Sometimes, Anthropocene: The Human Epoch feels like a loftier, artier and much more sobering Transformers sequel, what with its fixation on the monstrously huge machines that chomp into the planet and unsettle our ailing ecosystem for the sake of commerce. But documentarian Jennifer Baichwal and her globe-trotting fellow directors Nicholas de Pencier and Edward Burtynsky are on a mission to take us to places where horrible harm is likely taking place but also acknowledging odd moments of scenic beauty in how the earth has been manipulated by mankind.
The best thing about this trip around the world is that we are protected from whatever frightful toxins and poisons seem to lurk about in several locales. One can’t help but have mixed feelings about the sights we are exposed to: piles of ivory elephant tusks burning in Nairobi as sort of a ceremony to the majestic animals who died for our sins; drone photography of yellow and green plots found on lithium farms in Chile; to the careful cutting of gorgeous Italian marble; and a nasty metal smelting factory in Norilsk, an area that holds the title of Russia’s most polluted city – notable by the lack of oxygen in the air and the dearth of greenery.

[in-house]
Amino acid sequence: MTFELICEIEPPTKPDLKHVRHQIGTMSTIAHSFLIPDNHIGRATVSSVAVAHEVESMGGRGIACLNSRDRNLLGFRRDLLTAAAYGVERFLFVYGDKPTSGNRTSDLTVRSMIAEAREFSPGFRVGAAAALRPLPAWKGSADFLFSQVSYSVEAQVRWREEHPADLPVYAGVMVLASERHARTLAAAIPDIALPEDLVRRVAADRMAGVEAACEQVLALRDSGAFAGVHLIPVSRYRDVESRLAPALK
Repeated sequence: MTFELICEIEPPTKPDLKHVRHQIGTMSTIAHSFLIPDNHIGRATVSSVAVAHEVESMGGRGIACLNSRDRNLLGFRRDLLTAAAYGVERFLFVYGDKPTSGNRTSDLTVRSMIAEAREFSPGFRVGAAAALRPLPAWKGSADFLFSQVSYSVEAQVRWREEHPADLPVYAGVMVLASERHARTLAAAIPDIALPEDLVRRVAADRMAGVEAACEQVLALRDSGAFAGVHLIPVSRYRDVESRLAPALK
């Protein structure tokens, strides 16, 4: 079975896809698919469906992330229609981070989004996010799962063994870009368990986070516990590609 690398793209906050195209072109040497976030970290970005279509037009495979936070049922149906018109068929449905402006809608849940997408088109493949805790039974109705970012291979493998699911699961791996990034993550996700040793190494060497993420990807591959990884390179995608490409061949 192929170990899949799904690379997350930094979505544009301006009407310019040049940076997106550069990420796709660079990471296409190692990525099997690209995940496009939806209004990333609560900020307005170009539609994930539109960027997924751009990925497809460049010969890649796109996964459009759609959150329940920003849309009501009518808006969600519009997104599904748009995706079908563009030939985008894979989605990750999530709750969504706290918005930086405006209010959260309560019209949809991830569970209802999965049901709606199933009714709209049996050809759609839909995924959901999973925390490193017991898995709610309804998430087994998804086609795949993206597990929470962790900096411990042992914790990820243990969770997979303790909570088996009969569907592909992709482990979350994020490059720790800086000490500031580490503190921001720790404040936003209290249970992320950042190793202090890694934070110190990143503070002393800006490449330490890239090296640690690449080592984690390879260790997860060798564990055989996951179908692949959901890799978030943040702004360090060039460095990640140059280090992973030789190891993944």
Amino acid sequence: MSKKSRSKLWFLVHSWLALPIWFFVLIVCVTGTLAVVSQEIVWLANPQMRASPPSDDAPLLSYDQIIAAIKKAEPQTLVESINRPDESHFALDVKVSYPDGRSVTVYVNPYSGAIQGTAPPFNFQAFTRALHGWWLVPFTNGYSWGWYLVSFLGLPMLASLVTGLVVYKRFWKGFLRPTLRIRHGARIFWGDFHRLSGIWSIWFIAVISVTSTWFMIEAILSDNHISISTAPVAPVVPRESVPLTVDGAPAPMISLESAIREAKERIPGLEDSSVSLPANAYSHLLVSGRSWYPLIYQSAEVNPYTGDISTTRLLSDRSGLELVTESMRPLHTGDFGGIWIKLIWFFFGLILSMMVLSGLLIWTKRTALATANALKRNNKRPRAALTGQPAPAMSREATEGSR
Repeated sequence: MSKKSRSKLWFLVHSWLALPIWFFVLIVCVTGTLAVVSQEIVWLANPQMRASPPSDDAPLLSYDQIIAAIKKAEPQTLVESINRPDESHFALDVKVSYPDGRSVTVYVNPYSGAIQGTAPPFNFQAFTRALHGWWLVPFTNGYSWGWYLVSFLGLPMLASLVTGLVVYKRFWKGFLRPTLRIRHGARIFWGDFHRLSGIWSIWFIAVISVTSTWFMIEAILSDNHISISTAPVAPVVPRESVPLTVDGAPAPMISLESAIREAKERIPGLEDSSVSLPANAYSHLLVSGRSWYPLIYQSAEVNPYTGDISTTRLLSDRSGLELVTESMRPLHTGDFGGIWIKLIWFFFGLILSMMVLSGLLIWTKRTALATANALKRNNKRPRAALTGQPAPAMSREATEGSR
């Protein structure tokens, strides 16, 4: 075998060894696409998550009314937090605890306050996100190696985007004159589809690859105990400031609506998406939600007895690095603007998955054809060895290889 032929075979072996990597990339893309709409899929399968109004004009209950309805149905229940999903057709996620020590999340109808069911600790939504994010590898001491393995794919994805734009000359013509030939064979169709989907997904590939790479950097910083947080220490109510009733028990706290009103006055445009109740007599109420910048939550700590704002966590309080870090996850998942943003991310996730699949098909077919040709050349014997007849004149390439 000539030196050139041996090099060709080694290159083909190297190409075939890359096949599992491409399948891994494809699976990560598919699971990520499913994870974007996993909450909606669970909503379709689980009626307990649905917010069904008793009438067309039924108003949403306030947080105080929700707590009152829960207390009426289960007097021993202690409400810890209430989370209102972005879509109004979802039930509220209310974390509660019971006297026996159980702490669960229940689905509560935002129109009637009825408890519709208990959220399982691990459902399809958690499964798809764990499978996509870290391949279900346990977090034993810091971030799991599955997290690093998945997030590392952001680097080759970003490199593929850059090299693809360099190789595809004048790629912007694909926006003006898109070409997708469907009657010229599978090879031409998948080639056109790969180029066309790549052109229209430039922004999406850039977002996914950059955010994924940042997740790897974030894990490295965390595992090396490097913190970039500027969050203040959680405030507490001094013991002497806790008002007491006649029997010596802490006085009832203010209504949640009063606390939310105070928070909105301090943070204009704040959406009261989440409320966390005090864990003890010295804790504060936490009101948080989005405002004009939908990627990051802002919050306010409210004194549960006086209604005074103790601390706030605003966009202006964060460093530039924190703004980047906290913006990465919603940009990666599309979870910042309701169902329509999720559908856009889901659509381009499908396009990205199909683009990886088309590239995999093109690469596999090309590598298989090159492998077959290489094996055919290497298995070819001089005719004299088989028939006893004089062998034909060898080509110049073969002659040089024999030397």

Oscar-winning actress Alicia Vikander acts as an occasional narrator, stating such facts as “Eighty-five percent of forests have been degraded through human use” as if reading from a textbook. Also, a few locals and workers in the areas visited are allowed to fill in some blanks now and then. But this one of those docs that is built on the notions that seeing is believing and actions speak louder than words.